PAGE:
Breaking Down the Kicks in Kickboxing
Susan Hoff
December 2, 2021

Tighten your form so that you can unleash your power and speed!

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Making good contact with your foot to the bag can feel extremely satisfying. Making bad contact can feel extremely painful. You want to make sure you are kicking the bag correctly before adding in extra power behind your kicks. Below is a breakdown of the three big kicks in kickboxing—the round kick, the front kick, and the side kick. Each explanation uses the right leg as the kicking leg. Once you have tightened your form, unleash your power and speed!

Round Kick

1. Get into your boxing stance (face the bag with your right foot behind your left and knees slightly bent. Keep your hands up, blocking your face at all times).

2. Raise your right leg up into a 90-degree angle. Lightly spin your grounded foot 90-degrees to your left. As you do this, raise your right foot up to meet your knee. Your right leg should now be parallel to the ground. This moment, right before you kick, is called the chamber of a kick.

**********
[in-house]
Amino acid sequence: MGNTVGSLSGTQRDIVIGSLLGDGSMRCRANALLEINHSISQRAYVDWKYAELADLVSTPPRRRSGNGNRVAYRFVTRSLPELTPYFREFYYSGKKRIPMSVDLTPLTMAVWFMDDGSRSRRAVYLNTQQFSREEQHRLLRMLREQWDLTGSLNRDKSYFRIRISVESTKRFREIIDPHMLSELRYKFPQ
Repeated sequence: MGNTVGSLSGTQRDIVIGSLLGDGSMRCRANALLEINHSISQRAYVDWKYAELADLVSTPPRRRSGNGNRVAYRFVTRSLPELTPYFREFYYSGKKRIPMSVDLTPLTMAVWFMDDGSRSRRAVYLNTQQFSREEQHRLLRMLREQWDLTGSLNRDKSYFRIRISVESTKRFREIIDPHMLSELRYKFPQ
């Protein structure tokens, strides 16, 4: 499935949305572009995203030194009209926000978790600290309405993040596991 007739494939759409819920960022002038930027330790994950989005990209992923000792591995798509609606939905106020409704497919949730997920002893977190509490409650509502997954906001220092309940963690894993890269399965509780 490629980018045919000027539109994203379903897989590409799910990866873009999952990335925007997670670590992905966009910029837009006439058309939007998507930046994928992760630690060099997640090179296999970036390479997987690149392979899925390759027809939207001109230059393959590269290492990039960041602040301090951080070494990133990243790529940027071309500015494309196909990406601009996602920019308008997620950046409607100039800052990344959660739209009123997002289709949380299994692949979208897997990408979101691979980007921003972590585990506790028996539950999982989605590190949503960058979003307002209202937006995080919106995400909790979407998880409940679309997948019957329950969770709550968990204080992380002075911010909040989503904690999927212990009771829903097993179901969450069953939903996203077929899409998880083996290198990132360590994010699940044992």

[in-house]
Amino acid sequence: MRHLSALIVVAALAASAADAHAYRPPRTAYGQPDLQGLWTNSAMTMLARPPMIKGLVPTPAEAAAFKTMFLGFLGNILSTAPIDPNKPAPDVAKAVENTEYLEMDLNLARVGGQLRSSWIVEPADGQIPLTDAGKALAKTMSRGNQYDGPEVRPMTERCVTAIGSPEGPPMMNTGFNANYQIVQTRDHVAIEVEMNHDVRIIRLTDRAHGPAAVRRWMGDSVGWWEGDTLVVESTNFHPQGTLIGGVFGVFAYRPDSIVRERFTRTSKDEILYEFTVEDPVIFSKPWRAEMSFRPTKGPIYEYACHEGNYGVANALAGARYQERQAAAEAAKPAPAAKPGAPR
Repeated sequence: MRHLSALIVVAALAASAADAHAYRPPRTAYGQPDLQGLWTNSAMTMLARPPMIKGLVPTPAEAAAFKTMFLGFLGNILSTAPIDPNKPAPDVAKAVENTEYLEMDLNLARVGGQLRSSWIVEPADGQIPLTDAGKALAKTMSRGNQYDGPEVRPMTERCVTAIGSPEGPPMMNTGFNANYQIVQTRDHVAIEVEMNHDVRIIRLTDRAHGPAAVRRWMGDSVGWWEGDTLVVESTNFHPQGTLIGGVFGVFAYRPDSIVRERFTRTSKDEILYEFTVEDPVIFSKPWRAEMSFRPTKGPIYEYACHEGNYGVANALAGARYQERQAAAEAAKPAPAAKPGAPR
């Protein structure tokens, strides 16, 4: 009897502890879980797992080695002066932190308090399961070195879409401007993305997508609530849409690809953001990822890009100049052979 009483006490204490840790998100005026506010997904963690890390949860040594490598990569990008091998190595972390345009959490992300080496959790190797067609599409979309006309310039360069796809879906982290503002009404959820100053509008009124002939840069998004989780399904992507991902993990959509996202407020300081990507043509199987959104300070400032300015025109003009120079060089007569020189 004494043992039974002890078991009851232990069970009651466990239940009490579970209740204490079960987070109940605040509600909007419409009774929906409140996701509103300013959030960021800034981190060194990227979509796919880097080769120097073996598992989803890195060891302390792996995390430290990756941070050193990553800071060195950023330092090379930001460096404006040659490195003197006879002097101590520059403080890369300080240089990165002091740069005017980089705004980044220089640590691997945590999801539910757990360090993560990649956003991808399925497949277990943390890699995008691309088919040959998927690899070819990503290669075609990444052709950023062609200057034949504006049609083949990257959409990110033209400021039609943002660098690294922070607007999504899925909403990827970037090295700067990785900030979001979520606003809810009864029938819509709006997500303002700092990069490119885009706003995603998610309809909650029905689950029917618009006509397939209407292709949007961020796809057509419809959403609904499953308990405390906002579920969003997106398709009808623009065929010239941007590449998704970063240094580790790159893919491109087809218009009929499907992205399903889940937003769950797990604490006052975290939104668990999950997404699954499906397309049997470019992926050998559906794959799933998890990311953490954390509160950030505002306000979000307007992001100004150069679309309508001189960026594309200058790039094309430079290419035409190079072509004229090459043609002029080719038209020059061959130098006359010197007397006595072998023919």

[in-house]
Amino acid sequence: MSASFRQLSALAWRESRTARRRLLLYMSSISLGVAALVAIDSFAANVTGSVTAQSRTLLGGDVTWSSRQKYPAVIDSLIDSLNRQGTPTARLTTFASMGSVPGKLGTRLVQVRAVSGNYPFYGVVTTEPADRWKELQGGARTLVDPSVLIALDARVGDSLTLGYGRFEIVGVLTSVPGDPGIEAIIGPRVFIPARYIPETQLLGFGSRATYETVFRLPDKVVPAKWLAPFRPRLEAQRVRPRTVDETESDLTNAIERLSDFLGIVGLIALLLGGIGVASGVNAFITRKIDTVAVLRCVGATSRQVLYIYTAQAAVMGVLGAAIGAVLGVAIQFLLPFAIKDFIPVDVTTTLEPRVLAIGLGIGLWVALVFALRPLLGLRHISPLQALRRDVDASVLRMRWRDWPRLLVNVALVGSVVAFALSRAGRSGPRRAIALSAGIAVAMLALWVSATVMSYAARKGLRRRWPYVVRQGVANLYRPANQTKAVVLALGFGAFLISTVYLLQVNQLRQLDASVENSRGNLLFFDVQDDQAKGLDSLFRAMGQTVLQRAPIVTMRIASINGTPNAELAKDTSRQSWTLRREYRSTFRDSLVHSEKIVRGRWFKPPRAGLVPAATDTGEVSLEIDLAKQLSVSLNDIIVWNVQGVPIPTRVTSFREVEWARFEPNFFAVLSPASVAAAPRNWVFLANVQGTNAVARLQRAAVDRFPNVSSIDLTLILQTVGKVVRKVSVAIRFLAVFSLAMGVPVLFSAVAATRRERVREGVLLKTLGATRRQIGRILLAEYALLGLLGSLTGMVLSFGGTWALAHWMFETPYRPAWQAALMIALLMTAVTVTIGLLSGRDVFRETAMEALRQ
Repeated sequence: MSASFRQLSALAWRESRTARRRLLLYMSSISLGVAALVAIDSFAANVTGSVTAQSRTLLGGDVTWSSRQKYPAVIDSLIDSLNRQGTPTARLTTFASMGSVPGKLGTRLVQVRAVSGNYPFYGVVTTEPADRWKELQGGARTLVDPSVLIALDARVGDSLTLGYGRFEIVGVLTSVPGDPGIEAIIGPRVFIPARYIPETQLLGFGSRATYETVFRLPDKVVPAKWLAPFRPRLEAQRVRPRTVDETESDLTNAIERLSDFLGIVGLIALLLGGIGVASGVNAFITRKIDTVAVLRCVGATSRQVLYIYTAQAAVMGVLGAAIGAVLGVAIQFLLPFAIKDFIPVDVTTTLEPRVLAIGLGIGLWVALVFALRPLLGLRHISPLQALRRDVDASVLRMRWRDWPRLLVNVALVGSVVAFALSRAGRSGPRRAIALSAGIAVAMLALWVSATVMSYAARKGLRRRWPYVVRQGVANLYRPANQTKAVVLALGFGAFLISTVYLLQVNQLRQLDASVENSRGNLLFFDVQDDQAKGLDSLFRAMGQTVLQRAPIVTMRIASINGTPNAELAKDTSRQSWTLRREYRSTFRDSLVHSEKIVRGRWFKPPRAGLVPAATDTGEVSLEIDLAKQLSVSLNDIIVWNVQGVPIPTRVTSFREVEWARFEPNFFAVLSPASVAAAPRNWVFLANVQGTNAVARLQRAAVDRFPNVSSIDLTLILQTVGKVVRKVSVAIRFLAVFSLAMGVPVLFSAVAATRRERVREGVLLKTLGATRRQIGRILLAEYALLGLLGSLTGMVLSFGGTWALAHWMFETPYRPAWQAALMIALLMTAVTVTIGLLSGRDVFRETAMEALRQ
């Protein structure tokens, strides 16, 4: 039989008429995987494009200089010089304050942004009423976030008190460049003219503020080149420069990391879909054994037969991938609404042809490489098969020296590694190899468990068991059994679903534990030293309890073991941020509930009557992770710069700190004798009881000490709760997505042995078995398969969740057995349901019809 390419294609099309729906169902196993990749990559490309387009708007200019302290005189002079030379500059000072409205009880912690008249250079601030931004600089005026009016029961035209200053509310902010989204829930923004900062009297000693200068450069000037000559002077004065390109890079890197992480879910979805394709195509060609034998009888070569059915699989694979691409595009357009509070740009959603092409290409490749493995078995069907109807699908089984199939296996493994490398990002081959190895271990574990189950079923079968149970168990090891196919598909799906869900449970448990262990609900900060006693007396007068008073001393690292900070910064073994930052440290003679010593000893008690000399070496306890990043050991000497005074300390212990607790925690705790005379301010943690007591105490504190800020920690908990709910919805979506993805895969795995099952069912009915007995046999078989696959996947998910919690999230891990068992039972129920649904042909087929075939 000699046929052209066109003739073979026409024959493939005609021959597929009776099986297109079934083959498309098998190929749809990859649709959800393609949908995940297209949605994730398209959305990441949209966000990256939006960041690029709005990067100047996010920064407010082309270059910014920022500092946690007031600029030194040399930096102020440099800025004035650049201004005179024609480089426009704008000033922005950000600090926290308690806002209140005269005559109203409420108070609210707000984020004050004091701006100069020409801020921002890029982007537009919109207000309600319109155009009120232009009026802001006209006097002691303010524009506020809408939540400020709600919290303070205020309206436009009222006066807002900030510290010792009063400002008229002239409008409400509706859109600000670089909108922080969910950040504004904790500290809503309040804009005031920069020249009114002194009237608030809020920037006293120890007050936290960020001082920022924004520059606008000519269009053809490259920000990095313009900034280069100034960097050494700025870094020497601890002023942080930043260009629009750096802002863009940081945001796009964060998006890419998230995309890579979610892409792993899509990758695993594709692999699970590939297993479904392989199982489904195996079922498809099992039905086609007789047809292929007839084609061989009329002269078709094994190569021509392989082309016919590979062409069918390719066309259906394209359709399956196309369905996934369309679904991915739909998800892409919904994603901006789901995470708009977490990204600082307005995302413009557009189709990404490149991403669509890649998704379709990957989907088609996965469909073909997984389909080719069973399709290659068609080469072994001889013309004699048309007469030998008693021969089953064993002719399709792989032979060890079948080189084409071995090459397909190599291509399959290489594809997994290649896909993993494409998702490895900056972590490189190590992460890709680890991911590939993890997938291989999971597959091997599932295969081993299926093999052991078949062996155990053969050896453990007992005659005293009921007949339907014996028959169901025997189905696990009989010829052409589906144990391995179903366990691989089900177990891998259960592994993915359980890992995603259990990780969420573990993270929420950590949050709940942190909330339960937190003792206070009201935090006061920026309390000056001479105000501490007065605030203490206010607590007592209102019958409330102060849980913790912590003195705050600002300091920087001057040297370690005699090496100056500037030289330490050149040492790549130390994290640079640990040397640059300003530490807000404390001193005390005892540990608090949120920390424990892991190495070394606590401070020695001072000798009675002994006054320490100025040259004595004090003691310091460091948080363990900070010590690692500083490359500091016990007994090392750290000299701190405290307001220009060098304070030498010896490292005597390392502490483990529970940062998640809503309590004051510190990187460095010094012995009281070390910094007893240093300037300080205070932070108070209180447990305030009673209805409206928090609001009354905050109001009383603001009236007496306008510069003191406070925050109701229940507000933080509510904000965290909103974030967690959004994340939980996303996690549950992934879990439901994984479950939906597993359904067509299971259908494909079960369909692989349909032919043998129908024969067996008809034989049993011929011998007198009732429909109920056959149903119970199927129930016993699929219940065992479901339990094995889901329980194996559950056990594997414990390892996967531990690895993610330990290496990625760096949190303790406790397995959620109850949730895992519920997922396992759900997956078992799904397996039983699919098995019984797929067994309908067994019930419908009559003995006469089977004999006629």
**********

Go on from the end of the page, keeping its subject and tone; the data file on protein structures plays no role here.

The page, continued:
3. Snap your leg out, top of your foot hitting the bag (do not fully extend your leg) and right back to its chamber.

4. Spin your grounded foot back to face the bag and replace your raised foot onto the ground behind you.

Front Kick

1. Get into your boxing stance.

2. Raise your right leg up into a 90-degree angle. This is the front kick's chamber. Snap your foot forward to hit the bag with the ball of your foot and right back to its chamber.

3. Replace your foot onto the ground behind you.

Side Kick

1. Instead of facing the bag and getting in boxing stance, place your your feet hip-width apart with the right side of your body to the bag.

2. As you raise your right leg up, dip your opposite shoulder down to help keep your balance. Bring your right knee up into a 90-degree angle and then raise your right foot up to meet your knee. Your right leg should now be parallel to the ground. This is the side kick's chamber.

3. Hit the bag with the heel of your foot and then re-chamber your leg.

4. Replace your leg back down onto the ground in its starting position.

Photo renders a high side kick


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